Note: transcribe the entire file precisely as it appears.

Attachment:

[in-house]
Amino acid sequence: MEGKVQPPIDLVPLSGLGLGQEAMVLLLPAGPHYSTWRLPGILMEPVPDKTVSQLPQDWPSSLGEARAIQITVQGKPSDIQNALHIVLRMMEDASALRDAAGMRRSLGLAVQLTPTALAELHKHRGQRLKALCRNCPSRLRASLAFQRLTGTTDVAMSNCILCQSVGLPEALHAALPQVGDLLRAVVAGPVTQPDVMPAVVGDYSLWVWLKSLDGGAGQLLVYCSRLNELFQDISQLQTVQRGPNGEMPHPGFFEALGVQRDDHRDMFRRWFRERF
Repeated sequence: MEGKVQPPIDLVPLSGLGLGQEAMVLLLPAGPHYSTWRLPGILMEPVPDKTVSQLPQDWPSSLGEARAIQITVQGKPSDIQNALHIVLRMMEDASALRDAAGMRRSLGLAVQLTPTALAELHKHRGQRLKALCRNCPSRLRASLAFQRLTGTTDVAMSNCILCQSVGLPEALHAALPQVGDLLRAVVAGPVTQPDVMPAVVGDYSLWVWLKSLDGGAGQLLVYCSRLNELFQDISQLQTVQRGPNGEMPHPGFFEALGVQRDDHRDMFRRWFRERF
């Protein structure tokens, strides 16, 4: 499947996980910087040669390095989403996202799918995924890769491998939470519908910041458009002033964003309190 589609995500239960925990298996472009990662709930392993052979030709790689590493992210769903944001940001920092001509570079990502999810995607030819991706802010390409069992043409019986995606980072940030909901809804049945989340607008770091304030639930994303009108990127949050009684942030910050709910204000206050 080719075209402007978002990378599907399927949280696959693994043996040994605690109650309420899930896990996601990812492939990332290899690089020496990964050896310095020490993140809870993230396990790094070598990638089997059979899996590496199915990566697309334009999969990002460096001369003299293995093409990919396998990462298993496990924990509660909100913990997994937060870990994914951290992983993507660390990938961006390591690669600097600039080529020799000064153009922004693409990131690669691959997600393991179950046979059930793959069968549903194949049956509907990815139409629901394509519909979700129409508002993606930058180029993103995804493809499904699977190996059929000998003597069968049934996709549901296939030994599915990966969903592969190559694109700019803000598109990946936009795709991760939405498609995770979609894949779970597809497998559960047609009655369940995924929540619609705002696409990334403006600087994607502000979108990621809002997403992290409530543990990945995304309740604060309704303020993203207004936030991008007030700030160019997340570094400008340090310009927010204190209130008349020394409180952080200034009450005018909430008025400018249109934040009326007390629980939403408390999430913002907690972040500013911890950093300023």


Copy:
[in-house]
Amino acid sequence: MEGKVQPPIDLVPLSGLGLGQEAMVLLLPAGPHYSTWRLPGILMEPVPDKTVSQLPQDWPSSLGEARAIQITVQGKPSDIQNALHIVLRMMEDASALRDAAGMRRSLGLAVQLTPTALAELHKHRGQRLKALCRNCPSRLRASLAFQRLTGTTDVAMSNCILCQSVGLPEALHAALPQVGDLLRAVVAGPVTQPDVMPAVVGDYSLWVWLKSLDGGAGQLLVYCSRLNELFQDISQLQTVQRGPNGEMPHPGFFEALGVQRDDHRDMFRRWFRERF
Repeated sequence: MEGKVQPPIDLVPLSGLGLGQEAMVLLLPAGPHYSTWRLPGILMEPVPDKTVSQLPQDWPSSLGEARAIQITVQGKPSDIQNALHIVLRMMEDASALRDAAGMRRSLGLAVQLTPTALAELHKHRGQRLKALCRNCPSRLRASLAFQRLTGTTDVAMSNCILCQSVGLPEALHAALPQVGDLLRAVVAGPVTQPDVMPAVVGDYSLWVWLKSLDGGAGQLLVYCSRLNELFQDISQLQTVQRGPNGEMPHPGFFEALGVQRDDHRDMFRRWFRERF
């Protein structure tokens, strides 16, 4: 499947996980910087040669390095989403996202799918995924890769491998939470519908910041458009002033964003309190 589609995500239960925990298996472009990662709930392993052979030709790689590493992210769903944001940001920092001509570079990502999810995607030819991706802010390409069992043409019986995606980072940030909901809804049945989340607008770091304030639930994303009108990127949050009684942030910050709910204000206050 080719075209402007978002990378599907399927949280696959693994043996040994605690109650309420899930896990996601990812492939990332290899690089020496990964050896310095020490993140809870993230396990790094070598990638089997059979899996590496199915990566697309334009999969990002460096001369003299293995093409990919396998990462298993496990924990509660909100913990997994937060870990994914951290992983993507660390990938961006390591690669600097600039080529020799000064153009922004693409990131690669691959997600393991179950046979059930793959069968549903194949049956509907990815139409629901394509519909979700129409508002993606930058180029993103995804493809499904699977190996059929000998003597069968049934996709549901296939030994599915990966969903592969190559694109700019803000598109990946936009795709991760939405498609995770979609894949779970597809497998559960047609009655369940995924929540619609705002696409990334403006600087994607502000979108990621809002997403992290409530543990990945995304309740604060309704303020993203207004936030991008007030700030160019997340570094400008340090310009927010204190209130008349020394409180952080200034009450005018909430008025400018249109934040009326007390629980939403408390999430913002907690972040500013911890950093300023």